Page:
GSA Annual Meeting in Denver, Colorado, USA - 2016

Paper No. 226-13
Presentation Time: 5:15 PM


HEINDEL, Ruth C.1, CHIPMAN, Jonathan W.2, CULLER, Lauren3, GOVERNALI, Francesca C.1, URBANOWICZ, Christine M.4 and VIRGINIA, Ross A.5, (1)Earth Sciences Department, Dartmouth, Hanover, NH 03755, (2)Department of Geography, Dartmouth, Hanover, NH 03755, (3)Institute of Arctic Studies, Dartmouth College, Hanover, NH 03755, (4)Department of Biological Sciences, Dartmouth, Hanover, NH 03755, (5)Environmental Studies Program, Dartmouth College, HB 6182, Hanover, NH 03755,

Soil deflation has had profound geomorphic and ecological impacts on the tundra landscape in the Kangerlussuaq region of West Greenland since the beginning of the Little Ice Age (~1300-1800 AD). Strong katabatic winds off the Greenland Ice Sheet (GrIS) have eroded soil down to the underlying glacial till or bedrock, creating distinct deflation patches that provide geomorphic evidence of past aeolian erosion. Ecologically, deflation patches are colonized by biological soil crusts (biocrusts), and while relatively unproductive, may provide unique habitat for some herbaceous species in an otherwise shrub-dominated ecosystem. Here we use remote sensing, lichenometry, soil isotope analysis, and vegetation surveys to understand past and present soil deflation dynamics.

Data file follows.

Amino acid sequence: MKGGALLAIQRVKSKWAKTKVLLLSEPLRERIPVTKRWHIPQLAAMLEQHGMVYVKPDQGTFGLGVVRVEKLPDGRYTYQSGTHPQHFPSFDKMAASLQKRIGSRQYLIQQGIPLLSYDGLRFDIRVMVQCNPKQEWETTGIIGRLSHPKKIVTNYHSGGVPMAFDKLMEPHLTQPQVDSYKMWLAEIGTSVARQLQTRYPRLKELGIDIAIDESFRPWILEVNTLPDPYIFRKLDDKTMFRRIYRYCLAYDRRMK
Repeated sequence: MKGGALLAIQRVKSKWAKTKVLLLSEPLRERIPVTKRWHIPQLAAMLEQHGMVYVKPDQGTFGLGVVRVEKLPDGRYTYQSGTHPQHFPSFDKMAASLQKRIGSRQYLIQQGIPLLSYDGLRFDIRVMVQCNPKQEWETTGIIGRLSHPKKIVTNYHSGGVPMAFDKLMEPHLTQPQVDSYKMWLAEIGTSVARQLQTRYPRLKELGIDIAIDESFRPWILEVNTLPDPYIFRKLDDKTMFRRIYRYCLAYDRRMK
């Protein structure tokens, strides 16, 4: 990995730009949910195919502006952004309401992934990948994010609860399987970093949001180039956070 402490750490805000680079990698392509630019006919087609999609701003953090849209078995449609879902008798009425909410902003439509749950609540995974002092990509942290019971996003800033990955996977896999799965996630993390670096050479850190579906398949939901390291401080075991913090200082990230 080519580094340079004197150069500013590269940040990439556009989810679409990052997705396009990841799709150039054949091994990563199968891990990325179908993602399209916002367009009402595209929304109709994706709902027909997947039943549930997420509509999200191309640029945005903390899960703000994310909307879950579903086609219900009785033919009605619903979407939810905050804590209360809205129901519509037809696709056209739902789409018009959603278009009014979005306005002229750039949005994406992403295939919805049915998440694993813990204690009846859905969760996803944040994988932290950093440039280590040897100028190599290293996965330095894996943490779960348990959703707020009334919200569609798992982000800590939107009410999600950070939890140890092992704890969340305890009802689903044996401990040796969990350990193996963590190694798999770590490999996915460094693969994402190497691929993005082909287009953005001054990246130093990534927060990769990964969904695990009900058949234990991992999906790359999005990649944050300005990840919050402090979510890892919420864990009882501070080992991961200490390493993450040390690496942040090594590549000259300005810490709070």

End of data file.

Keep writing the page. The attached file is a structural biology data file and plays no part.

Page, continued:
Satellite remote sensing shows that deflated ground covers 22% of the terrestrial landscape surveyed. Soil deflation is more frequent closer to the GrIS, but becomes restricted to south-facing slopes farther away from the ice sheet margin. Using lichenometry, we estimate that over the past few hundred years, erosional fronts have moved across the landscape at an average rate of 2.5 cm yr-1. The initiation of widespread soil deflation occurred during the Little Ice Age, with a heightened period of deflation-patch formation 800-230 years ago.

Biocrusts play an important role in nutrient cycling in the disturbed soils within deflation patches. Carbon, nitrogen, and δ15N of both lichen and soil samples provide evidence that the common lichen Stereocaulon alpinum actively fixes N2, increasing the nutrient content of the underlying soil. Results from vegetation surveys within and outside of deflation patches will address the hypothesis that aeolian disturbance creates habitat for some herbaceous species, increasing the overall biodiversity of the terrestrial landscape.

Continued soil deflation in the Kangerlussuaq region has the potential to reduce ecosystem productivity and alter nutrient storage and cycling. With warming temperatures potentially outpacing increases in precipitation, Kangerlussuaq may become even more arid and susceptible to aeolian processes. Understanding the past and present geomorphic and ecological impacts of soil deflation will enable us to better predict future landscape trajectories in a changing climate.